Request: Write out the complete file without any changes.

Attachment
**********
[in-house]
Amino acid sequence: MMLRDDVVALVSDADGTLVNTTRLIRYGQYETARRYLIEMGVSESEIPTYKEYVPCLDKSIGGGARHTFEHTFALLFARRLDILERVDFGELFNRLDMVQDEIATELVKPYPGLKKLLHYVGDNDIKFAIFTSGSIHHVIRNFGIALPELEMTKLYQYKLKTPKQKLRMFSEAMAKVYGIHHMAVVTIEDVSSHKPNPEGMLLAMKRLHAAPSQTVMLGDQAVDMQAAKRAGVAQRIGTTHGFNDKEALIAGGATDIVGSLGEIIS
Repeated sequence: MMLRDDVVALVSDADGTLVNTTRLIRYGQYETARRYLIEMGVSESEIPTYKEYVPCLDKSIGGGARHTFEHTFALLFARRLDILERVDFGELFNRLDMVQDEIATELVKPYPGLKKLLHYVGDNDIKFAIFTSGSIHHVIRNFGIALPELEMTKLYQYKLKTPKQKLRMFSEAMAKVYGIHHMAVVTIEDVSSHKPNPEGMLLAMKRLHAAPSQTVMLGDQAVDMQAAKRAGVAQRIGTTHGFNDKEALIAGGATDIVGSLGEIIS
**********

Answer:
[in-house]
Amino acid sequence: MMLRDDVVALVSDADGTLVNTTRLIRYGQYETARRYLIEMGVSESEIPTYKEYVPCLDKSIGGGARHTFEHTFALLFARRLDILERVDFGELFNRLDMVQDEIATELVKPYPGLKKLLHYVGDNDIKFAIFTSGSIHHVIRNFGIALPELEMTKLYQYKLKTPKQKLRMFSEAMAKVYGIHHMAVVTIEDVSSHKPNPEGMLLAMKRLHAAPSQTVMLGDQAVDMQAAKRAGVAQRIGTTHGFNDKEALIAGGATDIVGSLGEIIS
Repeated sequence: MMLRDDVVALVSDADGTLVNTTRLIRYGQYETARRYLIEMGVSESEIPTYKEYVPCLDKSIGGGARHTFEHTFALLFARRLDILERVDFGELFNRLDMVQDEIATELVKPYPGLKKLLHYVGDNDIKFAIFTSGSIHHVIRNFGIALPELEMTKLYQYKLKTPKQKLRMFSEAMAKVYGIHHMAVVTIEDVSSHKPNPEGMLLAMKRLHAAPSQTVMLGDQAVDMQAAKRAGVAQRIGTTHGFNDKEALIAGGATDIVGSLGEIIS